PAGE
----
Elsewhere on this website, I have written that '[t]his is the story of my journey from science to soul through water'. You'll find plenty of evidence for my ambivalence about its insistent pull, yet science has never quite let go of my tail.
A glance through my Special Series of blogs posts on Aquatic esoterica and Healing or therapy? will illustrate this quite well. I suspect that it sometimes leaves a few people wondering where exactly I do stand - for or against?
I'm lucky to have found a fellow explorer in my partner Joe Landwehr, also a scientist by training, whose healing modality is astrology. He recently posted a series on his blog entitled Why astrology is not a science which had a Forum of his colleagues up in arms for weeks.
You've got to be brave to question the power and omnipotence of science. Many will assume you are anti-science and by definition lacking in cognitive intelligence or deluded by magical thinking.
So, when I came across Larry Dossey's brilliant lead article 'A Challenge to Science' (Explore: The Journal of Science and Healing July/ August 2010 (Vol. 6, Issue 4, Pages 197-214) - it felt as if all that I'd wanted to say or have said was right there in front of me.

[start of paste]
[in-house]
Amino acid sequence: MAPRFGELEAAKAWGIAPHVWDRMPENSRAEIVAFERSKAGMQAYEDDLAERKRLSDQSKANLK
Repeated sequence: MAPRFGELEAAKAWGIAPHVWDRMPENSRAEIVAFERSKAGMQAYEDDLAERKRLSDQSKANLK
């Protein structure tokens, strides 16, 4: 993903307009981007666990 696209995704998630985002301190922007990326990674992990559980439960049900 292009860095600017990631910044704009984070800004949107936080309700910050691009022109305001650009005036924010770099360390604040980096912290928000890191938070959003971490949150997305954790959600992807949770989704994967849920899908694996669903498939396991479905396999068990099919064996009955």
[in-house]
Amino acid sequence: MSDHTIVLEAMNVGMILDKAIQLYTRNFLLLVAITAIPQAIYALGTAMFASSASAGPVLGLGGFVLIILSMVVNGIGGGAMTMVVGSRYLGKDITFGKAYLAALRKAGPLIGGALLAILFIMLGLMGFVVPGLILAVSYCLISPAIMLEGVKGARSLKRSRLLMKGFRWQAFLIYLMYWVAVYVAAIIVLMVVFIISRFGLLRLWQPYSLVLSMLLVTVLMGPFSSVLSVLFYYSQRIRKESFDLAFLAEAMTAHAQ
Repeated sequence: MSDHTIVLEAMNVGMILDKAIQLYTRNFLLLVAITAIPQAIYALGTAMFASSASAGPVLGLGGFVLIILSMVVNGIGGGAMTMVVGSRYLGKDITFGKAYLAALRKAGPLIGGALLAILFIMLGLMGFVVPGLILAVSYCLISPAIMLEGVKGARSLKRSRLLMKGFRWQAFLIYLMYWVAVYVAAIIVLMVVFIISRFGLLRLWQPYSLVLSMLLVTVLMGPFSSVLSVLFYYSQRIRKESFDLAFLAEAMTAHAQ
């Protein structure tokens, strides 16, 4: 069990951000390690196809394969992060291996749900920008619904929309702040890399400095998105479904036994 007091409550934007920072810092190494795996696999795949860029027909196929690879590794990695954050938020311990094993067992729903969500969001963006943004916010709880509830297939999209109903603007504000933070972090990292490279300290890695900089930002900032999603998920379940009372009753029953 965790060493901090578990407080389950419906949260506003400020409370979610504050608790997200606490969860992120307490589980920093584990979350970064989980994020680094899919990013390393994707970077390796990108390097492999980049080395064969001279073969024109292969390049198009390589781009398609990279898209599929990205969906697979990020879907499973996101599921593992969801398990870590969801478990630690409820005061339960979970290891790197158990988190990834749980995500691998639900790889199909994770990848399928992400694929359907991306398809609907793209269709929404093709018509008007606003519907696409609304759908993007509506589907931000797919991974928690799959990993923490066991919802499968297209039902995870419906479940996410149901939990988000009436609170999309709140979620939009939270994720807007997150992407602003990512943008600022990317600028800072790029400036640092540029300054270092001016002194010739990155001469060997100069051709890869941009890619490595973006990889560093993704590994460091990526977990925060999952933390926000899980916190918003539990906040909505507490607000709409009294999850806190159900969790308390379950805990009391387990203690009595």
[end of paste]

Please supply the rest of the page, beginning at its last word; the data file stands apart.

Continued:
There can be no better way to share where I stand with you, than by asking you to read that article.
For many years I've kept a file I call The Letter [write's Dossey], in which I save the written communication and e-mails I've received from premed and medical students over the years. There is a common theme among them. They describe how the student is dissatisfied with the overwhelmingly materialistic, physically oriented educational system he or she is in. Can I suggest a medical school where a broader view is supported? Where faculty members understand and address the evidence for the role of meaning and mind mediated effects in healing?
If empathic consciousness flows from embodied experience and is a celebration of life--our own and that of other beings--how do we square it with faith and reason, which are disembodied ways of looking at reality and steeped in the fear of death.
Finally, to bring us back to the water, here is a short extract from my own writing, Liquid in Motion: water as healer, on the embodied experience that is aquatic bodywork for me:
Aquatic bodywork has shown me that I have a deeply resonatory nature, a melodious underwater life, in which all my experiences are embedded like beautiful overtones. There is much scope for both scientific research and creative expression in the experience of aquatic bodywork. Perhaps through such studies we can reflect back to water the life-giving properties it so freely lends to us.